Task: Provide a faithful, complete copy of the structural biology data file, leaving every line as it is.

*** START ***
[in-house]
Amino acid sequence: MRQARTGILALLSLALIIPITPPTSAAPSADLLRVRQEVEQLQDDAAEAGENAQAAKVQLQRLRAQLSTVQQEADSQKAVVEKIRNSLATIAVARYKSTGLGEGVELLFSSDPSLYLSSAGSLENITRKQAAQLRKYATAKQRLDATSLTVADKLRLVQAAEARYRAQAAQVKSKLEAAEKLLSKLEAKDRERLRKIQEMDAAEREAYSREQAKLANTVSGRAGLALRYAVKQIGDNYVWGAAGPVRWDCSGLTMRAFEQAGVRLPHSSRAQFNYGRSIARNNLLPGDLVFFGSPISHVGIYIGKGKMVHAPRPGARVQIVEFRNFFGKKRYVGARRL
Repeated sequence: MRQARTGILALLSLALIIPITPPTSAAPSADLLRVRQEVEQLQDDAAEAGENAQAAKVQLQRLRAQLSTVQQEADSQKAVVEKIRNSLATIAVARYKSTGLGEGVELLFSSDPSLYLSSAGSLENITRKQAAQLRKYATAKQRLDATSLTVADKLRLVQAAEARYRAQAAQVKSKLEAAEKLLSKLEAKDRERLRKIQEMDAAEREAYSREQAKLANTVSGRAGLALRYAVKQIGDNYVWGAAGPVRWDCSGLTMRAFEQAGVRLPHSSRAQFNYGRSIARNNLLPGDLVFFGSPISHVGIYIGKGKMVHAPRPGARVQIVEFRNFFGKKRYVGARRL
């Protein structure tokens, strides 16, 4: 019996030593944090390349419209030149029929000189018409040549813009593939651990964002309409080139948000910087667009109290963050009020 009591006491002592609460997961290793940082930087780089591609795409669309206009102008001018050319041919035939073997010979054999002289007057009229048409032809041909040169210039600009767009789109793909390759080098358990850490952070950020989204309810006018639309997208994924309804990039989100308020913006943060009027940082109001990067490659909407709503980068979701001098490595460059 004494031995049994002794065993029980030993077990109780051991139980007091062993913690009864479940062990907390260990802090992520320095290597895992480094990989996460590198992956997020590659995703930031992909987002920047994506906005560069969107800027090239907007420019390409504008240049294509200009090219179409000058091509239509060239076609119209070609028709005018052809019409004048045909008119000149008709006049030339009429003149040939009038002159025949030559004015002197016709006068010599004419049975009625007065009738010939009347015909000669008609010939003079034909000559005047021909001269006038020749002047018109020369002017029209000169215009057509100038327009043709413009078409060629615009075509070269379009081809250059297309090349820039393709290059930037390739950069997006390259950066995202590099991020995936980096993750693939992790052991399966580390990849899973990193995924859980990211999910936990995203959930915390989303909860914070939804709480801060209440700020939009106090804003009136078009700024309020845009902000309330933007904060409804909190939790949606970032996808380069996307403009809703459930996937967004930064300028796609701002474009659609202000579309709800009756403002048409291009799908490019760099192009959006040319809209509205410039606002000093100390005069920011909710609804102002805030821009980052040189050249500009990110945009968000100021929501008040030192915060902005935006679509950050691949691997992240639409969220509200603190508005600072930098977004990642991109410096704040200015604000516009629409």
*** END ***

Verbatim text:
[in-house]
Amino acid sequence: MRQARTGILALLSLALIIPITPPTSAAPSADLLRVRQEVEQLQDDAAEAGENAQAAKVQLQRLRAQLSTVQQEADSQKAVVEKIRNSLATIAVARYKSTGLGEGVELLFSSDPSLYLSSAGSLENITRKQAAQLRKYATAKQRLDATSLTVADKLRLVQAAEARYRAQAAQVKSKLEAAEKLLSKLEAKDRERLRKIQEMDAAEREAYSREQAKLANTVSGRAGLALRYAVKQIGDNYVWGAAGPVRWDCSGLTMRAFEQAGVRLPHSSRAQFNYGRSIARNNLLPGDLVFFGSPISHVGIYIGKGKMVHAPRPGARVQIVEFRNFFGKKRYVGARRL
Repeated sequence: MRQARTGILALLSLALIIPITPPTSAAPSADLLRVRQEVEQLQDDAAEAGENAQAAKVQLQRLRAQLSTVQQEADSQKAVVEKIRNSLATIAVARYKSTGLGEGVELLFSSDPSLYLSSAGSLENITRKQAAQLRKYATAKQRLDATSLTVADKLRLVQAAEARYRAQAAQVKSKLEAAEKLLSKLEAKDRERLRKIQEMDAAEREAYSREQAKLANTVSGRAGLALRYAVKQIGDNYVWGAAGPVRWDCSGLTMRAFEQAGVRLPHSSRAQFNYGRSIARNNLLPGDLVFFGSPISHVGIYIGKGKMVHAPRPGARVQIVEFRNFFGKKRYVGARRL
């Protein structure tokens, strides 16, 4: 019996030593944090390349419209030149029929000189018409040549813009593939651990964002309409080139948000910087667009109290963050009020 009591006491002592609460997961290793940082930087780089591609795409669309206009102008001018050319041919035939073997010979054999002289007057009229048409032809041909040169210039600009767009789109793909390759080098358990850490952070950020989204309810006018639309997208994924309804990039989100308020913006943060009027940082109001990067490659909407709503980068979701001098490595460059 004494031995049994002794065993029980030993077990109780051991139980007091062993913690009864479940062990907390260990802090992520320095290597895992480094990989996460590198992956997020590659995703930031992909987002920047994506906005560069969107800027090239907007420019390409504008240049294509200009090219179409000058091509239509060239076609119209070609028709005018052809019409004048045909008119000149008709006049030339009429003149040939009038002159025949030559004015002197016709006068010599004419049975009625007065009738010939009347015909000669008609010939003079034909000559005047021909001269006038020749002047018109020369002017029209000169215009057509100038327009043709413009078409060629615009075509070269379009081809250059297309090349820039393709290059930037390739950069997006390259950066995202590099991020995936980096993750693939992790052991399966580390990849899973990193995924859980990211999910936990995203959930915390989303909860914070939804709480801060209440700020939009106090804003009136078009700024309020845009902000309330933007904060409804909190939790949606970032996808380069996307403009809703459930996937967004930064300028796609701002474009659609202000579309709800009756403002048409291009799908490019760099192009959006040319809209509205410039606002000093100390005069920011909710609804102002805030821009980052040189050249500009990110945009968000100021929501008040030192915060902005935006679509950050691949691997992240639409969220509200603190508005600072930098977004990642991109410096704040200015604000516009629409």